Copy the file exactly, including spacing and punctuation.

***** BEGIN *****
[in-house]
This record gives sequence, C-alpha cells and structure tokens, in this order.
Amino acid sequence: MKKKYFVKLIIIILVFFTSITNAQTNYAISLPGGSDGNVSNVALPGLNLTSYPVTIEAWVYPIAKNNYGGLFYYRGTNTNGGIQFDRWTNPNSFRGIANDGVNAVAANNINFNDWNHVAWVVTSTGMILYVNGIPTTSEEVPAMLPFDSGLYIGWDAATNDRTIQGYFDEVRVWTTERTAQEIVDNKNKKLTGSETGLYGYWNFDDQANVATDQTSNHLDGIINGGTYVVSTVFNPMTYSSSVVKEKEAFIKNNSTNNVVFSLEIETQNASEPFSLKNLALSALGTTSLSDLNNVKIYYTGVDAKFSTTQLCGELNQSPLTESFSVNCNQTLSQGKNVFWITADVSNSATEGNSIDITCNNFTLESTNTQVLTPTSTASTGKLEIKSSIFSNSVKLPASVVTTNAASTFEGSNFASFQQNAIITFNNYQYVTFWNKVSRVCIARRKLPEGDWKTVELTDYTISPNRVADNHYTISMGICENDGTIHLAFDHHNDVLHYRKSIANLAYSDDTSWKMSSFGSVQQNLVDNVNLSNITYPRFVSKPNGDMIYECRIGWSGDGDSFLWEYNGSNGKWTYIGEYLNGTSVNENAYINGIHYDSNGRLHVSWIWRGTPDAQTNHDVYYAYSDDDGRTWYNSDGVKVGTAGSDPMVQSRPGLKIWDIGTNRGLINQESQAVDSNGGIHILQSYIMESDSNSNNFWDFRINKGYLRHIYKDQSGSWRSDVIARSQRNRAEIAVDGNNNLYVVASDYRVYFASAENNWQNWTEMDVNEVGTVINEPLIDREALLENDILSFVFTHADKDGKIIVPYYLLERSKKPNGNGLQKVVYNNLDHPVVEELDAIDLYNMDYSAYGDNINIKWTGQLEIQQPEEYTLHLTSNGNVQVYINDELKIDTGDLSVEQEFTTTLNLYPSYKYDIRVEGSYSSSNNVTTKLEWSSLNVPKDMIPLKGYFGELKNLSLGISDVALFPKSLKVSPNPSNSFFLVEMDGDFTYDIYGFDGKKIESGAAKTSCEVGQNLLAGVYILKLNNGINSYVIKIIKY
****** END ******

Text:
[in-house]
This record gives sequence, C-alpha cells and structure tokens, in this order.
Amino acid sequence: MKKKYFVKLIIIILVFFTSITNAQTNYAISLPGGSDGNVSNVALPGLNLTSYPVTIEAWVYPIAKNNYGGLFYYRGTNTNGGIQFDRWTNPNSFRGIANDGVNAVAANNINFNDWNHVAWVVTSTGMILYVNGIPTTSEEVPAMLPFDSGLYIGWDAATNDRTIQGYFDEVRVWTTERTAQEIVDNKNKKLTGSETGLYGYWNFDDQANVATDQTSNHLDGIINGGTYVVSTVFNPMTYSSSVVKEKEAFIKNNSTNNVVFSLEIETQNASEPFSLKNLALSALGTTSLSDLNNVKIYYTGVDAKFSTTQLCGELNQSPLTESFSVNCNQTLSQGKNVFWITADVSNSATEGNSIDITCNNFTLESTNTQVLTPTSTASTGKLEIKSSIFSNSVKLPASVVTTNAASTFEGSNFASFQQNAIITFNNYQYVTFWNKVSRVCIARRKLPEGDWKTVELTDYTISPNRVADNHYTISMGICENDGTIHLAFDHHNDVLHYRKSIANLAYSDDTSWKMSSFGSVQQNLVDNVNLSNITYPRFVSKPNGDMIYECRIGWSGDGDSFLWEYNGSNGKWTYIGEYLNGTSVNENAYINGIHYDSNGRLHVSWIWRGTPDAQTNHDVYYAYSDDDGRTWYNSDGVKVGTAGSDPMVQSRPGLKIWDIGTNRGLINQESQAVDSNGGIHILQSYIMESDSNSNNFWDFRINKGYLRHIYKDQSGSWRSDVIARSQRNRAEIAVDGNNNLYVVASDYRVYFASAENNWQNWTEMDVNEVGTVINEPLIDREALLENDILSFVFTHADKDGKIIVPYYLLERSKKPNGNGLQKVVYNNLDHPVVEELDAIDLYNMDYSAYGDNINIKWTGQLEIQQPEEYTLHLTSNGNVQVYINDELKIDTGDLSVEQEFTTTLNLYPSYKYDIRVEGSYSSSNNVTTKLEWSSLNVPKDMIPLKGYFGELKNLSLGISDVALFPKSLKVSPNPSNSFFLVEMDGDFTYDIYGFDGKKIESGAAKTSCEVGQNLLAGVYILKLNNGINSYVIKIIKY